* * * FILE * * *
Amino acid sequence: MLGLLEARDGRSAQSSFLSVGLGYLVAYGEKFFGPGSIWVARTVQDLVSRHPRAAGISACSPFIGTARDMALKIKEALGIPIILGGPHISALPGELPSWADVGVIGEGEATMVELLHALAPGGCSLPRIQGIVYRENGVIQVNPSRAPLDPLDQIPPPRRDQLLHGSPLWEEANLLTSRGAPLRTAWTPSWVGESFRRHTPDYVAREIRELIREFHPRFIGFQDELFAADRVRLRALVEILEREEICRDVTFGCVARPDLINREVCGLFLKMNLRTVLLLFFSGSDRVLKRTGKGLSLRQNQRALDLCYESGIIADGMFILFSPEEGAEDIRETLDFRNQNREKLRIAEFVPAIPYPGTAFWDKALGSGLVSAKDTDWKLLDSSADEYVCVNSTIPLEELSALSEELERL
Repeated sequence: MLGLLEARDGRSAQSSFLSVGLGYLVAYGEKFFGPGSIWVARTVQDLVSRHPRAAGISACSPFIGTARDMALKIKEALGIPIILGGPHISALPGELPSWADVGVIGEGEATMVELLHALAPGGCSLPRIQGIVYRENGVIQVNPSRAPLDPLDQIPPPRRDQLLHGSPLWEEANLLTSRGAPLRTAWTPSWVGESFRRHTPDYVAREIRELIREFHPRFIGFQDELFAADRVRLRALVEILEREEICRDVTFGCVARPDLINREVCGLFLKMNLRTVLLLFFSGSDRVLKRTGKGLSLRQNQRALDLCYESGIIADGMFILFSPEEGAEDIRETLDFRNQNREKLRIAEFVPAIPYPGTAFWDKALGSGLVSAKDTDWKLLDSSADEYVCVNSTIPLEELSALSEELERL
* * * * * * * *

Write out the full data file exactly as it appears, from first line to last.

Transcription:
Amino acid sequence: MLGLLEARDGRSAQSSFLSVGLGYLVAYGEKFFGPGSIWVARTVQDLVSRHPRAAGISACSPFIGTARDMALKIKEALGIPIILGGPHISALPGELPSWADVGVIGEGEATMVELLHALAPGGCSLPRIQGIVYRENGVIQVNPSRAPLDPLDQIPPPRRDQLLHGSPLWEEANLLTSRGAPLRTAWTPSWVGESFRRHTPDYVAREIRELIREFHPRFIGFQDELFAADRVRLRALVEILEREEICRDVTFGCVARPDLINREVCGLFLKMNLRTVLLLFFSGSDRVLKRTGKGLSLRQNQRALDLCYESGIIADGMFILFSPEEGAEDIRETLDFRNQNREKLRIAEFVPAIPYPGTAFWDKALGSGLVSAKDTDWKLLDSSADEYVCVNSTIPLEELSALSEELERL
Repeated sequence: MLGLLEARDGRSAQSSFLSVGLGYLVAYGEKFFGPGSIWVARTVQDLVSRHPRAAGISACSPFIGTARDMALKIKEALGIPIILGGPHISALPGELPSWADVGVIGEGEATMVELLHALAPGGCSLPRIQGIVYRENGVIQVNPSRAPLDPLDQIPPPRRDQLLHGSPLWEEANLLTSRGAPLRTAWTPSWVGESFRRHTPDYVAREIRELIREFHPRFIGFQDELFAADRVRLRALVEILEREEICRDVTFGCVARPDLINREVCGLFLKMNLRTVLLLFFSGSDRVLKRTGKGLSLRQNQRALDLCYESGIIADGMFILFSPEEGAEDIRETLDFRNQNREKLRIAEFVPAIPYPGTAFWDKALGSGLVSAKDTDWKLLDSSADEYVCVNSTIPLEELSALSEELERL